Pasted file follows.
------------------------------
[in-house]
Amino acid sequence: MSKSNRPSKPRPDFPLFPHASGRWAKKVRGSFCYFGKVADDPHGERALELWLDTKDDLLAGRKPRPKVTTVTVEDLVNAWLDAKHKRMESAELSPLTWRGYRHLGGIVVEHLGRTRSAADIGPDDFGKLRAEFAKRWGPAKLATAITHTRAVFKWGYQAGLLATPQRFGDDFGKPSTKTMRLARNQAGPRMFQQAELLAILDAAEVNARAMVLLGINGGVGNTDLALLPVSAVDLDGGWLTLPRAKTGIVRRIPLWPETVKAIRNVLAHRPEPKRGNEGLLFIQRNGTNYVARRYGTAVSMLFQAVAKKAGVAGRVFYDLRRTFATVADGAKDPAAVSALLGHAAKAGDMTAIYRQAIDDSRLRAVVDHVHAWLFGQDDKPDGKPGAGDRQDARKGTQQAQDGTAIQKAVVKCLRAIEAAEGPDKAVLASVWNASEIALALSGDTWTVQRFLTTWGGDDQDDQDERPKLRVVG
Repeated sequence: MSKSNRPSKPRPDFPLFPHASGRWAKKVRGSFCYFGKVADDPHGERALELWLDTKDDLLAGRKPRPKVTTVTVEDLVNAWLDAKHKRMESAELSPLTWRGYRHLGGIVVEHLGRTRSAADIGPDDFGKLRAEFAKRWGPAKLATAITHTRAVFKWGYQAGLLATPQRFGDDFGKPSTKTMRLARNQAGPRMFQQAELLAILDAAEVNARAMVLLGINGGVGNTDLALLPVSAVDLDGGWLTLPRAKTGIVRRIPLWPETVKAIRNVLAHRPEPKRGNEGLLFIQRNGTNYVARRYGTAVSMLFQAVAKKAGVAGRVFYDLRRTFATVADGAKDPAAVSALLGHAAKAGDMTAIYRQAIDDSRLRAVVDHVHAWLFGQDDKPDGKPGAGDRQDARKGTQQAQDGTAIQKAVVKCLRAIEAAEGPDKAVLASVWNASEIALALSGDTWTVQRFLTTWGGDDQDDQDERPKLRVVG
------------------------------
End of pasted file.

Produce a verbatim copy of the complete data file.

[in-house]
Amino acid sequence: MSKSNRPSKPRPDFPLFPHASGRWAKKVRGSFCYFGKVADDPHGERALELWLDTKDDLLAGRKPRPKVTTVTVEDLVNAWLDAKHKRMESAELSPLTWRGYRHLGGIVVEHLGRTRSAADIGPDDFGKLRAEFAKRWGPAKLATAITHTRAVFKWGYQAGLLATPQRFGDDFGKPSTKTMRLARNQAGPRMFQQAELLAILDAAEVNARAMVLLGINGGVGNTDLALLPVSAVDLDGGWLTLPRAKTGIVRRIPLWPETVKAIRNVLAHRPEPKRGNEGLLFIQRNGTNYVARRYGTAVSMLFQAVAKKAGVAGRVFYDLRRTFATVADGAKDPAAVSALLGHAAKAGDMTAIYRQAIDDSRLRAVVDHVHAWLFGQDDKPDGKPGAGDRQDARKGTQQAQDGTAIQKAVVKCLRAIEAAEGPDKAVLASVWNASEIALALSGDTWTVQRFLTTWGGDDQDDQDERPKLRVVG
Repeated sequence: MSKSNRPSKPRPDFPLFPHASGRWAKKVRGSFCYFGKVADDPHGERALELWLDTKDDLLAGRKPRPKVTTVTVEDLVNAWLDAKHKRMESAELSPLTWRGYRHLGGIVVEHLGRTRSAADIGPDDFGKLRAEFAKRWGPAKLATAITHTRAVFKWGYQAGLLATPQRFGDDFGKPSTKTMRLARNQAGPRMFQQAELLAILDAAEVNARAMVLLGINGGVGNTDLALLPVSAVDLDGGWLTLPRAKTGIVRRIPLWPETVKAIRNVLAHRPEPKRGNEGLLFIQRNGTNYVARRYGTAVSMLFQAVAKKAGVAGRVFYDLRRTFATVADGAKDPAAVSALLGHAAKAGDMTAIYRQAIDDSRLRAVVDHVHAWLFGQDDKPDGKPGAGDRQDARKGTQQAQDGTAIQKAVVKCLRAIEAAEGPDKAVLASVWNASEIALALSGDTWTVQRFLTTWGGDDQDDQDERPKLRVVG